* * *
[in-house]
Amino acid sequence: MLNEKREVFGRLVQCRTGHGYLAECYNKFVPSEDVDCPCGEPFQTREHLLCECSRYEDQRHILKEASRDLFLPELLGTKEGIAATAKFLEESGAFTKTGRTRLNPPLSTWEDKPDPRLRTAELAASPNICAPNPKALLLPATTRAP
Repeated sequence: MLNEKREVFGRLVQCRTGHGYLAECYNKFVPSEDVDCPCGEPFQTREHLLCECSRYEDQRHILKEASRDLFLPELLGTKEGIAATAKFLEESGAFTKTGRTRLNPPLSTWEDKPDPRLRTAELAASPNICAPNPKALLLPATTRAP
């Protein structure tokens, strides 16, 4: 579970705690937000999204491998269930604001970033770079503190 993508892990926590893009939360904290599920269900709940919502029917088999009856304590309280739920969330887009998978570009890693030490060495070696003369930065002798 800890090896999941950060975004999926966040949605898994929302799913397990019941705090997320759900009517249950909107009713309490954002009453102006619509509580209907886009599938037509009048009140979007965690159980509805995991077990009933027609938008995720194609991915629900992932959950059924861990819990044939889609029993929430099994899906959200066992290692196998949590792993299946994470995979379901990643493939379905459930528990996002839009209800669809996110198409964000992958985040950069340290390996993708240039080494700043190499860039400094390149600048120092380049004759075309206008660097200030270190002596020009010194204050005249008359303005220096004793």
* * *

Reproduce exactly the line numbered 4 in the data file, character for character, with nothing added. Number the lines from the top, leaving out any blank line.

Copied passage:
């Protein structure tokens, strides 16, 4: 579970705690937000999204491998269930604001970033770079503190 993508892990926590893009939360904290599920269900709940919502029917088999009856304590309280739920969330887009998978570009890693030490060495070696003369930065002798 800890090896999941950060975004999926966040949605898994929302799913397990019941705090997320759900009517249950909107009713309490954002009453102006619509509580209907886009599938037509009048009140979007965690159980509805995991077990009933027609938008995720194609991915629900992932959950059924861990819990044939889609029993929430099994899906959200066992290692196998949590792993299946994470995979379901990643493939379905459930528990996002839009209800669809996110198409964000992958985040950069340290390996993708240039080494700043190499860039400094390149600048120092380049004759075309206008660097200030270190002596020009010194204050005249008359303005220096004793």